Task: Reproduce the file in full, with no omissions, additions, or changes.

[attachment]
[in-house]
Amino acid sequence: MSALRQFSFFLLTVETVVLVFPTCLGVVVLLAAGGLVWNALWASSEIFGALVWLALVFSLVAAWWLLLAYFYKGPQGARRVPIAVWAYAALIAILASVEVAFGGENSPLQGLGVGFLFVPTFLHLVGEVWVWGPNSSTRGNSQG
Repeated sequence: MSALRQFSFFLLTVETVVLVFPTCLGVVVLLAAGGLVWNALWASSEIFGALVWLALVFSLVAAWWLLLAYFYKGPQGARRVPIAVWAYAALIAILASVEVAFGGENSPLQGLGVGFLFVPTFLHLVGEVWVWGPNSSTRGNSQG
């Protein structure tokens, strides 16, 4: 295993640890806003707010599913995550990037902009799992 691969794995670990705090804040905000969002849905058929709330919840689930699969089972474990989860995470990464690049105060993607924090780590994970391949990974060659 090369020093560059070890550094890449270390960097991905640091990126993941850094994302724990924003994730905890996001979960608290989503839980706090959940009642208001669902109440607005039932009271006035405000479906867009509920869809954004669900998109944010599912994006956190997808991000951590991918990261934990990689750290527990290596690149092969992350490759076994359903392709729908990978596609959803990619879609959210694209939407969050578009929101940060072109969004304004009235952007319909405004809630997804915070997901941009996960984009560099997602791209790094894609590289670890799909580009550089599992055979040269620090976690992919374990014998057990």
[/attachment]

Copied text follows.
[in-house]
Amino acid sequence: MSALRQFSFFLLTVETVVLVFPTCLGVVVLLAAGGLVWNALWASSEIFGALVWLALVFSLVAAWWLLLAYFYKGPQGARRVPIAVWAYAALIAILASVEVAFGGENSPLQGLGVGFLFVPTFLHLVGEVWVWGPNSSTRGNSQG
Repeated sequence: MSALRQFSFFLLTVETVVLVFPTCLGVVVLLAAGGLVWNALWASSEIFGALVWLALVFSLVAAWWLLLAYFYKGPQGARRVPIAVWAYAALIAILASVEVAFGGENSPLQGLGVGFLFVPTFLHLVGEVWVWGPNSSTRGNSQG
């Protein structure tokens, strides 16, 4: 295993640890806003707010599913995550990037902009799992 691969794995670990705090804040905000969002849905058929709330919840689930699969089972474990989860995470990464690049105060993607924090780590994970391949990974060659 090369020093560059070890550094890449270390960097991905640091990126993941850094994302724990924003994730905890996001979960608290989503839980706090959940009642208001669902109440607005039932009271006035405000479906867009509920869809954004669900998109944010599912994006956190997808991000951590991918990261934990990689750290527990290596690149092969992350490759076994359903392709729908990978596609959803990619879609959210694209939407969050578009929101940060072109969004304004009235952007319909405004809630997804915070997901941009996960984009560099997602791209790094894609590289670890799909580009550089599992055979040269620090976690992919374990014998057990």